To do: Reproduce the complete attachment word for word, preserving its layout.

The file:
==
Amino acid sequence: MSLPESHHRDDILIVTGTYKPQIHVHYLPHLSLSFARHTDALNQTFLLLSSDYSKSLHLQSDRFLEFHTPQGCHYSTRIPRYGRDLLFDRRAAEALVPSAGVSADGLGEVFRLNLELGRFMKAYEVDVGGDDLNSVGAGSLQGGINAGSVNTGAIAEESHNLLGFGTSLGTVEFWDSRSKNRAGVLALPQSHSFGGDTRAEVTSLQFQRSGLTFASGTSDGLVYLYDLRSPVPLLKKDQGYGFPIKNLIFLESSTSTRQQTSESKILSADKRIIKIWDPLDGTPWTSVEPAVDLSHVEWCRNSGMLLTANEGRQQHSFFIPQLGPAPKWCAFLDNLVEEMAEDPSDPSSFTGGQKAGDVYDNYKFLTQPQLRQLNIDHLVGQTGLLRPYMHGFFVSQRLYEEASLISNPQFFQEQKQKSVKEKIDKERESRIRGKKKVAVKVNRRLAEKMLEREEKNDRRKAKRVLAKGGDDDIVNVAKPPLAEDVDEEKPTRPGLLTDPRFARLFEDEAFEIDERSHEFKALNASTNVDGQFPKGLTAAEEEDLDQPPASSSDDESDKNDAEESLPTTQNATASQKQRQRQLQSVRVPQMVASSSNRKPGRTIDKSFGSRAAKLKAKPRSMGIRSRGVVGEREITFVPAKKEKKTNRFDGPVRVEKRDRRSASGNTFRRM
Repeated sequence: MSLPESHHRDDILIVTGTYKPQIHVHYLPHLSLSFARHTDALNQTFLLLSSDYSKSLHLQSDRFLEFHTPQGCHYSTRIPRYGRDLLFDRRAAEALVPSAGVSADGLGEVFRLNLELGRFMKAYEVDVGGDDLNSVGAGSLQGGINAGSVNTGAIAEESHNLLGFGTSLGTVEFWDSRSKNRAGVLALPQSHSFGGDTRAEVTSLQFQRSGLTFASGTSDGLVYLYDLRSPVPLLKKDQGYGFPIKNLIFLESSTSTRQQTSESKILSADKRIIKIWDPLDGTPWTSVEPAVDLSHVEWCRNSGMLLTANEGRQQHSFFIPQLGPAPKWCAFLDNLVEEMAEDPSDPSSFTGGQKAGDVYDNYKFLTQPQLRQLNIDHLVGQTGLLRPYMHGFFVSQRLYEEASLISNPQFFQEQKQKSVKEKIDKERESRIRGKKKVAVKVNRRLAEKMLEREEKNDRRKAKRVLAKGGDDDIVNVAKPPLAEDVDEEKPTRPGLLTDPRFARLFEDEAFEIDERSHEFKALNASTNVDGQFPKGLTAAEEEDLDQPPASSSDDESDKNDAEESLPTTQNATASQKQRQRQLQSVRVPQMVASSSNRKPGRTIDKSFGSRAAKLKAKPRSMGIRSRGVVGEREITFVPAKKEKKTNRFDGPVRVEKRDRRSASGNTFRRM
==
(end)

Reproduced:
Amino acid sequence: MSLPESHHRDDILIVTGTYKPQIHVHYLPHLSLSFARHTDALNQTFLLLSSDYSKSLHLQSDRFLEFHTPQGCHYSTRIPRYGRDLLFDRRAAEALVPSAGVSADGLGEVFRLNLELGRFMKAYEVDVGGDDLNSVGAGSLQGGINAGSVNTGAIAEESHNLLGFGTSLGTVEFWDSRSKNRAGVLALPQSHSFGGDTRAEVTSLQFQRSGLTFASGTSDGLVYLYDLRSPVPLLKKDQGYGFPIKNLIFLESSTSTRQQTSESKILSADKRIIKIWDPLDGTPWTSVEPAVDLSHVEWCRNSGMLLTANEGRQQHSFFIPQLGPAPKWCAFLDNLVEEMAEDPSDPSSFTGGQKAGDVYDNYKFLTQPQLRQLNIDHLVGQTGLLRPYMHGFFVSQRLYEEASLISNPQFFQEQKQKSVKEKIDKERESRIRGKKKVAVKVNRRLAEKMLEREEKNDRRKAKRVLAKGGDDDIVNVAKPPLAEDVDEEKPTRPGLLTDPRFARLFEDEAFEIDERSHEFKALNASTNVDGQFPKGLTAAEEEDLDQPPASSSDDESDKNDAEESLPTTQNATASQKQRQRQLQSVRVPQMVASSSNRKPGRTIDKSFGSRAAKLKAKPRSMGIRSRGVVGEREITFVPAKKEKKTNRFDGPVRVEKRDRRSASGNTFRRM
Repeated sequence: MSLPESHHRDDILIVTGTYKPQIHVHYLPHLSLSFARHTDALNQTFLLLSSDYSKSLHLQSDRFLEFHTPQGCHYSTRIPRYGRDLLFDRRAAEALVPSAGVSADGLGEVFRLNLELGRFMKAYEVDVGGDDLNSVGAGSLQGGINAGSVNTGAIAEESHNLLGFGTSLGTVEFWDSRSKNRAGVLALPQSHSFGGDTRAEVTSLQFQRSGLTFASGTSDGLVYLYDLRSPVPLLKKDQGYGFPIKNLIFLESSTSTRQQTSESKILSADKRIIKIWDPLDGTPWTSVEPAVDLSHVEWCRNSGMLLTANEGRQQHSFFIPQLGPAPKWCAFLDNLVEEMAEDPSDPSSFTGGQKAGDVYDNYKFLTQPQLRQLNIDHLVGQTGLLRPYMHGFFVSQRLYEEASLISNPQFFQEQKQKSVKEKIDKERESRIRGKKKVAVKVNRRLAEKMLEREEKNDRRKAKRVLAKGGDDDIVNVAKPPLAEDVDEEKPTRPGLLTDPRFARLFEDEAFEIDERSHEFKALNASTNVDGQFPKGLTAAEEEDLDQPPASSSDDESDKNDAEESLPTTQNATASQKQRQRQLQSVRVPQMVASSSNRKPGRTIDKSFGSRAAKLKAKPRSMGIRSRGVVGEREITFVPAKKEKKTNRFDGPVRVEKRDRRSASGNTFRRM